Do not take this lightly
Pushpa Girimaji

Anars are responsible for 96 per cent of burn injuries
Anars are responsible for 96 per cent of burn injuries. Photo by Parvesh Chauhan

TEN years ago, pleading for a blanket ban on conical anars(flower pots), Dinesh Mohan from IIT had argued before the Supreme Court that even if manufacturers achieved 95 per cent efficiency in quality control procedures, the remaining five per cent of faulty fireworks could pose a threat to users. And this was not a small threat given the large number of anars sold.

With Divali just days away, the case merits recall of a Divali in 1997. A day before Divali, Shivan Kumar of Pune purchased 24 anars in four cartons from a licensed dealer and even procured a proper cash receipt for it.

However, the next day on Divali as he lit the anar, it exploded like a bomb. Shivan Kumar suffered severe burn injuries on his right hand and had to be hospitalised.

Subsequently, he filed a complaint before the District Consumer Disputes Redressal Forum in Pune seeking a compensation of Rs 50,000, besides Rs 25,000 towards plastic surgery. The forum awarded Rs 50,000, along with 18 per cent interest, calculated from October 20, 1997. The Maharashtra State Consumer Disputes Redressal Commission upheld this, but reduced the rate of interest from 18 to 12 per cent.

The message from the order is that the courts will not condone poor quality firecrackers and hold both the manufacturers and the seller liable for any injury or harm caused to the consumer as a result of their use. The case also highlights the dangers inherent in crackers in general, and conical anars in particular.

Before buying fireworks remember:

  • Pyrotechnic devices of poor quality spell certain danger. Even good quality crackers are not safe because accidents do happen.

  • Crackers are a public safety hazard when sold in crowded markets in violation of rules.

  • They contribute to atmospheric pollution, aggravating respiratory diseases, allergic conditions.

  • They are responsible for noise pollution. Three years ago, the Supreme Court had set sound limits of 125 decibels for crackers and all of them should carry a label conforming to the sound limit.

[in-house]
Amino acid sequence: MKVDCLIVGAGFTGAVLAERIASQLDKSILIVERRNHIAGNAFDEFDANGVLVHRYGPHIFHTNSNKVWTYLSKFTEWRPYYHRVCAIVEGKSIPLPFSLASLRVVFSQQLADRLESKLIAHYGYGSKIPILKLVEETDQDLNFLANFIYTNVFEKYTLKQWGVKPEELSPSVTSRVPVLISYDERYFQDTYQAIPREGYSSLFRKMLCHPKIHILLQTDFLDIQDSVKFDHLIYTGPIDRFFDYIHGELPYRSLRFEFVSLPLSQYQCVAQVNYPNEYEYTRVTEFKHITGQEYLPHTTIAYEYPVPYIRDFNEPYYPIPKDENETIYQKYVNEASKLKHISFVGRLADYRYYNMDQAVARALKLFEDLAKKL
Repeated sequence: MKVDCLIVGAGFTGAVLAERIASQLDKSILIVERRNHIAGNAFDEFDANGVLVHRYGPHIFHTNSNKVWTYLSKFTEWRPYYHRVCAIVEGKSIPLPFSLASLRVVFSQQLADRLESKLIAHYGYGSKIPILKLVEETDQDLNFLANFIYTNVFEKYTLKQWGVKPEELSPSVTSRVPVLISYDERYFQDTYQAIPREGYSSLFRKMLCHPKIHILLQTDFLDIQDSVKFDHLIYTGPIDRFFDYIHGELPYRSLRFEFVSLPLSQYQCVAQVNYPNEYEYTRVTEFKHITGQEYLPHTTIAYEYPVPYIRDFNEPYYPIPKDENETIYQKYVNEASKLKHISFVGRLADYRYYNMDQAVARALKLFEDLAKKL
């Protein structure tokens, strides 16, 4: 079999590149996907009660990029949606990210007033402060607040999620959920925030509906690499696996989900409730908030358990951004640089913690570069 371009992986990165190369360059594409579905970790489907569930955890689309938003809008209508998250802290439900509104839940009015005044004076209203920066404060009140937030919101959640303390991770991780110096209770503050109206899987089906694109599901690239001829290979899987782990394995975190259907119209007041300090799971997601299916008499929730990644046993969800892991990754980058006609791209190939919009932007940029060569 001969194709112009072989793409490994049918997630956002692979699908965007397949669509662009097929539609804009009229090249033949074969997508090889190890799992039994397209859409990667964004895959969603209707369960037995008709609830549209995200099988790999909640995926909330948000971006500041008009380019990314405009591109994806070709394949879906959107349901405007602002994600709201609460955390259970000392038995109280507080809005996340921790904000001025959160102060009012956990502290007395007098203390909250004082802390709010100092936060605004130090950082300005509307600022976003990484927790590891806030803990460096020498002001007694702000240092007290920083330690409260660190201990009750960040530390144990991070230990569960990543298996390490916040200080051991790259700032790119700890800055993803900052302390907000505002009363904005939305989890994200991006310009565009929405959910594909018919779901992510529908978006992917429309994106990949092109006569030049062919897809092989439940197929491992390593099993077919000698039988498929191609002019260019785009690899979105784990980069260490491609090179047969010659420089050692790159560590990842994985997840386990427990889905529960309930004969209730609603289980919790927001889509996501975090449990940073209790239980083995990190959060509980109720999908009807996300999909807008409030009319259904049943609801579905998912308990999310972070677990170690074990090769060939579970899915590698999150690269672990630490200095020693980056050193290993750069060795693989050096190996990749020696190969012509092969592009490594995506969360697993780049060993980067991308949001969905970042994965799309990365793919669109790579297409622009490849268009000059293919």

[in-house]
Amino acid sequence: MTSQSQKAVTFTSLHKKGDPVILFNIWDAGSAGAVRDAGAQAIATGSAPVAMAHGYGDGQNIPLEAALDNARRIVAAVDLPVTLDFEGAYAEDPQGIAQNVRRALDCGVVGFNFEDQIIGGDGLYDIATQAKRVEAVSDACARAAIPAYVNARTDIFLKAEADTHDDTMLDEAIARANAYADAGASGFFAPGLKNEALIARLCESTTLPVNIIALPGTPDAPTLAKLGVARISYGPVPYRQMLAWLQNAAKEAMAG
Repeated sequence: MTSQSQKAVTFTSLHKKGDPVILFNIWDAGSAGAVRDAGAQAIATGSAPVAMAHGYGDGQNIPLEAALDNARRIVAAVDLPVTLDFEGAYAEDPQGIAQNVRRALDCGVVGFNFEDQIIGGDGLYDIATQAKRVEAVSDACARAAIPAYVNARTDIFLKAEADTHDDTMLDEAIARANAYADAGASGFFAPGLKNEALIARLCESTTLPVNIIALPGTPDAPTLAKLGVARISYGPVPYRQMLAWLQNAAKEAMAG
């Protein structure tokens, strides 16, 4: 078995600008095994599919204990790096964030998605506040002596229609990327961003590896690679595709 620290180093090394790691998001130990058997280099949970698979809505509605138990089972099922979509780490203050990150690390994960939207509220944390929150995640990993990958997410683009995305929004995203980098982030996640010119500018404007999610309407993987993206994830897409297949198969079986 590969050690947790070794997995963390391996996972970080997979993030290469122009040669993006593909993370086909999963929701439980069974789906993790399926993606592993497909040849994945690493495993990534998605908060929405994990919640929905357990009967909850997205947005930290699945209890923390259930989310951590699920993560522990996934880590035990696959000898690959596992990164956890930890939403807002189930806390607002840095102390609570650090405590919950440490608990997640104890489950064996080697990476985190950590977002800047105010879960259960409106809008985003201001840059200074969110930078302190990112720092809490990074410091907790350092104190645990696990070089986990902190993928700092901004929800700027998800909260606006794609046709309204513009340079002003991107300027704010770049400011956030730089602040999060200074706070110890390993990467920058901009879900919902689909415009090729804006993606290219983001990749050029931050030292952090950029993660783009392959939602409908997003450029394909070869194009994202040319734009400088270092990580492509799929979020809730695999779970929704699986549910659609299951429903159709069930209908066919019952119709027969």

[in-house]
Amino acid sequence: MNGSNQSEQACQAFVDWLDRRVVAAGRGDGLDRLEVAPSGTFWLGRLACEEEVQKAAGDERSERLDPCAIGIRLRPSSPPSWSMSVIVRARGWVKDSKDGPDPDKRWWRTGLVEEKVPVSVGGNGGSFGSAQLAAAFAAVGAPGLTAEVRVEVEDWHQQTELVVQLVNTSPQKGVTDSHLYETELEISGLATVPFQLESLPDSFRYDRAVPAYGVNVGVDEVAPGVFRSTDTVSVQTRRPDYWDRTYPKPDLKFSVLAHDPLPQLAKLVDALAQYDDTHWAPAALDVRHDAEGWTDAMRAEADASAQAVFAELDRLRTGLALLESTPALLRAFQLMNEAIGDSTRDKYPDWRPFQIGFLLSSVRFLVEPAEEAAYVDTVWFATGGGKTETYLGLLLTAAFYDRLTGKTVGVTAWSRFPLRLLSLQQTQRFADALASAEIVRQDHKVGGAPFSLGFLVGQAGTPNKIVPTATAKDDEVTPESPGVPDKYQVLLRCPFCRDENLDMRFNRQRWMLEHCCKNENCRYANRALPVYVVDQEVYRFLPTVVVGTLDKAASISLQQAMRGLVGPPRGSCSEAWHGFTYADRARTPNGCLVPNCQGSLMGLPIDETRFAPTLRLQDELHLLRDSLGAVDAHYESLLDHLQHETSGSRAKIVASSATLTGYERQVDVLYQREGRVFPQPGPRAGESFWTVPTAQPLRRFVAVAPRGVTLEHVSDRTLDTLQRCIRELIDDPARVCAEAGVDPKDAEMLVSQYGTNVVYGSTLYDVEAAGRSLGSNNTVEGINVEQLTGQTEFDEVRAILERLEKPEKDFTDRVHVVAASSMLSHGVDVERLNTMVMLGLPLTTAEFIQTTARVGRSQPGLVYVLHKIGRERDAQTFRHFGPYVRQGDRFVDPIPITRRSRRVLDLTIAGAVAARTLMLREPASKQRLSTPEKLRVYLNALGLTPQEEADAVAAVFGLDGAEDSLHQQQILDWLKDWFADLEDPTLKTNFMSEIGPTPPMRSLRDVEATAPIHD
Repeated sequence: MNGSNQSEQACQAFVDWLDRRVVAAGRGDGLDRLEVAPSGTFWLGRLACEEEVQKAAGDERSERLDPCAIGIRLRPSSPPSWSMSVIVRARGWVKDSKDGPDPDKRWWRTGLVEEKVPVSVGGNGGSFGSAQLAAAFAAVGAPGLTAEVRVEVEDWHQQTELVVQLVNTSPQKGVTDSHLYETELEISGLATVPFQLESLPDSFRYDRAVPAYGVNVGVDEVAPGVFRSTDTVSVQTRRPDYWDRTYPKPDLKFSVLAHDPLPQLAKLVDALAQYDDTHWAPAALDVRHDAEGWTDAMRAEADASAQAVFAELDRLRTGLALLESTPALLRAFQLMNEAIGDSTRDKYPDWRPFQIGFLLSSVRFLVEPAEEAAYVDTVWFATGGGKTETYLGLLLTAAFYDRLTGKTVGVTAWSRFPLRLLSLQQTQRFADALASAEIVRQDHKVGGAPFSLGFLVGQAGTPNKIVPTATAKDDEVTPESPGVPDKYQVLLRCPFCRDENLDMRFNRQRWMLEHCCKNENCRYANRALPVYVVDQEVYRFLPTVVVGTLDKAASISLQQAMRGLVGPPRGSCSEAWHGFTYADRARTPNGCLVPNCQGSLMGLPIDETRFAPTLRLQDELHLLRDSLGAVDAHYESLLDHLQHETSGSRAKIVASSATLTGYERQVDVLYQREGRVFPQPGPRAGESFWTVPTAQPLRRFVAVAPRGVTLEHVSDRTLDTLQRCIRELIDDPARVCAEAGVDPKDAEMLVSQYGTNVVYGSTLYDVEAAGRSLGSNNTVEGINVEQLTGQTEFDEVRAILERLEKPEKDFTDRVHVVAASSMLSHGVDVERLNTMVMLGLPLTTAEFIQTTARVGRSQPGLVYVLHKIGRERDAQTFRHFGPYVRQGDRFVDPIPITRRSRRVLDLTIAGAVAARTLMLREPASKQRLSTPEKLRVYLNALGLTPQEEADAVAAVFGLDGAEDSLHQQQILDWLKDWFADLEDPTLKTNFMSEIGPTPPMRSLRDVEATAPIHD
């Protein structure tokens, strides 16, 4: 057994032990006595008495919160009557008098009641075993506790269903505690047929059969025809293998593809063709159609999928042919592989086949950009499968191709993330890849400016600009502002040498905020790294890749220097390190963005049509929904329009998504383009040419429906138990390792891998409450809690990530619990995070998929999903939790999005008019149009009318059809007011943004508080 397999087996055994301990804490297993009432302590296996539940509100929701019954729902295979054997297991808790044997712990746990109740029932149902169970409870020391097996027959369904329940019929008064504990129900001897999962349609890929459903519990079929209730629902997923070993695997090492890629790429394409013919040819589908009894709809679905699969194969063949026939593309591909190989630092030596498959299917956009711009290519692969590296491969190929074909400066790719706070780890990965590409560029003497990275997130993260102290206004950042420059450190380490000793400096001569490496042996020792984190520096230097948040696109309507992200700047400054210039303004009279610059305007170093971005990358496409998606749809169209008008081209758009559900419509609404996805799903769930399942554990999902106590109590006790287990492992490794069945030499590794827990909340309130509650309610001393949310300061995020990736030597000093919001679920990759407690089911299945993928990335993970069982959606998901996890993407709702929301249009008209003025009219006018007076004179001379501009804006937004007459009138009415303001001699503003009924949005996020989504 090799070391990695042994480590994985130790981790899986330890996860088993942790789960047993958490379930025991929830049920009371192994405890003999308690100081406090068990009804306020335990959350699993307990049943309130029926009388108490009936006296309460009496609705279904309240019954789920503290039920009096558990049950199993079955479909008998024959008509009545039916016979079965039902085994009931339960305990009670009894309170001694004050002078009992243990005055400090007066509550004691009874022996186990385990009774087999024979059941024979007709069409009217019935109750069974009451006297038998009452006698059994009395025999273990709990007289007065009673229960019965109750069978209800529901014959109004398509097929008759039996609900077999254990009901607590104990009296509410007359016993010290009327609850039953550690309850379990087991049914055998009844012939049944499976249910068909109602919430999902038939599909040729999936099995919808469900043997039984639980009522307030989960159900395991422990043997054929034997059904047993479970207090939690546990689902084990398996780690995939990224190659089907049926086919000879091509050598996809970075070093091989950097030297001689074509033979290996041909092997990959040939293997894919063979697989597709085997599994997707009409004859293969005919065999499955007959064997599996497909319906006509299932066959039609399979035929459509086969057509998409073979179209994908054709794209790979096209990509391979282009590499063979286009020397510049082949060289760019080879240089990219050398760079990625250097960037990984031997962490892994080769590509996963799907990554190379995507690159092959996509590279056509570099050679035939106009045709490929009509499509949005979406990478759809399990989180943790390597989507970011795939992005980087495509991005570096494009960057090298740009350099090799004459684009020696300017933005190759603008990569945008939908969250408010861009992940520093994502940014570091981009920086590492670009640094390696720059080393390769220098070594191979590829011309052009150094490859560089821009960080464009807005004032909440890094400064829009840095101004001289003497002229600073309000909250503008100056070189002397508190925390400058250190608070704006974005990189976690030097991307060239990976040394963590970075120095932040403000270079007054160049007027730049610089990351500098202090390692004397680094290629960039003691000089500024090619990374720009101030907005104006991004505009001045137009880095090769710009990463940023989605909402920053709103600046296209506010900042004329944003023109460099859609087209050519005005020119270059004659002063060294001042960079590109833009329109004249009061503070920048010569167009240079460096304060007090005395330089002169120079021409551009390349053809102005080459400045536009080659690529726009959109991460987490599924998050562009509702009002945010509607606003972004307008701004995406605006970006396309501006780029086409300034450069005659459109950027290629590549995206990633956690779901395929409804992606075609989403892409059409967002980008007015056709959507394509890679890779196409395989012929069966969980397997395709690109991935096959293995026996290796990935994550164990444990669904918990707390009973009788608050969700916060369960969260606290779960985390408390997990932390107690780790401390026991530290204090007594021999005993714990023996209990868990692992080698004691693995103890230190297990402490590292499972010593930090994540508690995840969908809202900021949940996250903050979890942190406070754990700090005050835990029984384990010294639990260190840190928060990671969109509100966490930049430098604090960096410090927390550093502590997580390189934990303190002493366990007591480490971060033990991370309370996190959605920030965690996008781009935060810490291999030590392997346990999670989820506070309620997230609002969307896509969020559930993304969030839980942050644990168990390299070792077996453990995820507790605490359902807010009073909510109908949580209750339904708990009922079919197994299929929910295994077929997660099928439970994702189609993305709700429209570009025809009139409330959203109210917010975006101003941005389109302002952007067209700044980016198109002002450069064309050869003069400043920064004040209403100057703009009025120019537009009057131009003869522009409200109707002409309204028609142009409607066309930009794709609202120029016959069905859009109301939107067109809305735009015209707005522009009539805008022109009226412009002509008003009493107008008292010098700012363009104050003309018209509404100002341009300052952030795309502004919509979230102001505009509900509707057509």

• During Divali, the government spends huge amounts of money in putting out fires caused by crackers and treating burn victims. Last year, there were more than 200 firecracker-related fires on Divali.

  • Firecrackers are also expensive and almost every year, their prices increase every year.

Can you celebrate Divali in a safer and healthier way?

A look at the quality specifications for conical crackers laid down by the BIS reveals the reason for such explosion. Besides specifying the quantity and the exact composition of the chemicals to be filed in and the quality of the outer casing, the standards say that while filling the pyrotechnic composition in the anar, it is important to avoid the formation of cavities or sections of loose powder or air bags that may cause explosion. If this is not strictly adhered to, the anar could well explode.

Unfortunately, this is a fact that not many consumers are aware of even today, despite government awareness programmes. Studies conducted in the 1990s by Prof Mohan and his team at the Centre for Biomedical Engineering, IIT, had identified anars as the culprits in 96 per cent of burn injuries during Divali. Poor quality and carelessness on the part of the users were identified as the two main causes of such accidents.

But unfortunately, the four-member expert group appointed by the Supreme Court to examine the issue opined that instead of a blanket ban, the government and the firecracker industry should aim at quality control and educate consumers.